His political career was launched when Zhvania, leader of the Democratic Party in Georgia, came scouting for talent to enter public life at home, apparently at the behest of Shevardnadze. Saakashvili returned, was elected Member of Parliament (MP) in 1995 and became Minister of Justice in 2000.

He launched an anti-corruption drive against Georgian officials. On one memorable occasion, he held up photographs of mansions belonging to several fellow ministers and demanded to know how they could have afforded them on their meager state salaries. Making little headway, however, he resigned in 2002, calling Shevardnadze's rule a "nightmare".

He went on to found the National Movement party and was elected head of the city administration in Tbilisi, where around one third of Georgia's five million inhabitants live. He won immense popularity by improving pensions and repairing roofs and elevators in the city.

Independent pollsters all rated Saakashvili's party as the winner of national parliamentary elections in November 2003, but official results gave the verdict to parties supporting Shevardnadze. Alleging widespread electoral fraud, Saakashvili and thousands of his supporters took to the streets and the Rose Revolution was born.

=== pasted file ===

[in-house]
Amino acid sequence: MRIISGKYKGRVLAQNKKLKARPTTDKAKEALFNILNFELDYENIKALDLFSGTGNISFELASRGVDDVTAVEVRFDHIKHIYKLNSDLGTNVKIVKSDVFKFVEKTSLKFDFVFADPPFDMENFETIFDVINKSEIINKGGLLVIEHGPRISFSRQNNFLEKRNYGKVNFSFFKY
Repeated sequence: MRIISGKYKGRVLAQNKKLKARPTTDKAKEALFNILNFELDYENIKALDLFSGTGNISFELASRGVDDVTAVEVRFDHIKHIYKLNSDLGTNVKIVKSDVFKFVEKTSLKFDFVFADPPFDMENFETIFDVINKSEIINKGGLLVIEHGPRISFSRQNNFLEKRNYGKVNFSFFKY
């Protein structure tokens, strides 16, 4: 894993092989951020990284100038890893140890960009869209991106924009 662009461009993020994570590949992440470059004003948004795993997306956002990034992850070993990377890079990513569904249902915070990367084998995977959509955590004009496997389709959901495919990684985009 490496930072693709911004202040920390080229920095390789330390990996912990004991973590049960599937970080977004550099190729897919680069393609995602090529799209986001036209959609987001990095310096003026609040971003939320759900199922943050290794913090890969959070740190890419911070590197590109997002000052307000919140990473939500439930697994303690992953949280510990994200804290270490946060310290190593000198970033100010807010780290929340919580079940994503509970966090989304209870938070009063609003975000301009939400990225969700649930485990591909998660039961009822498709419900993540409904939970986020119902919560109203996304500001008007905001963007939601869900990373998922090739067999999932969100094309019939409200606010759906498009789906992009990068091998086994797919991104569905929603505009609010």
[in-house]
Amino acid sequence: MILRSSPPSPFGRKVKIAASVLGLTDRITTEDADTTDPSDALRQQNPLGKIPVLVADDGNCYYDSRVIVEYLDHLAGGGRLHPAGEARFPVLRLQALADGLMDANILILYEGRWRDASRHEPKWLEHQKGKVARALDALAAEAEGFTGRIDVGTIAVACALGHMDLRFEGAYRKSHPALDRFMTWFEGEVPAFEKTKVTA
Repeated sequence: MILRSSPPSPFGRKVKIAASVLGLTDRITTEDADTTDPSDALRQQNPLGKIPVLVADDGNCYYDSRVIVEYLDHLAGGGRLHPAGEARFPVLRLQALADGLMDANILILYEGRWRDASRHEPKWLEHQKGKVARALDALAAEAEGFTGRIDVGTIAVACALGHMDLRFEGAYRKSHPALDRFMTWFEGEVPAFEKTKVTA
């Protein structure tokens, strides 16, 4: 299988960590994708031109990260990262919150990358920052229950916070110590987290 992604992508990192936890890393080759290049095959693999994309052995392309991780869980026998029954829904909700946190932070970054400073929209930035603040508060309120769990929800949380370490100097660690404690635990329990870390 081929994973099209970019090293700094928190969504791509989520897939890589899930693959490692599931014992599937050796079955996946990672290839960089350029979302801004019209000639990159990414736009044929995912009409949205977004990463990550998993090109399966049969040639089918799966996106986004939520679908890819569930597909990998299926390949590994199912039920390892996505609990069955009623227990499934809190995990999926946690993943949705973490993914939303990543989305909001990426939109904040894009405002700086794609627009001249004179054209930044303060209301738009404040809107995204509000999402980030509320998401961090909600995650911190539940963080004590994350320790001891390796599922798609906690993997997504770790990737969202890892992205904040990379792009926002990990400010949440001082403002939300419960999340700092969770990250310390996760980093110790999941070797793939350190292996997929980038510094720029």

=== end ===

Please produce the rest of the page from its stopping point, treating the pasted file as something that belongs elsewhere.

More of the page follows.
Arnold Stepanian, leader of the Multinational Georgia political party, represents the Tbilisi community in the Union of Georgian Armenians. He says he is waiting with cautious optimism to see how the Rose Revolution will impact on relations between the state and the Armenian community.

"If we take into account our main problems, the weak participation of the Armenian community in the social life of Georgia and the poor social and economic state of Javakhk, we can't say any changes have taken place here so far in the post-revolution period," Stepanian said. "But I think that it will not be worse than before the revolution.

"The population of Javakhk certainly stood up for the revolution and supported it. Over 80 percent of the population voted for Saakashvili in the 2004 presidential elections."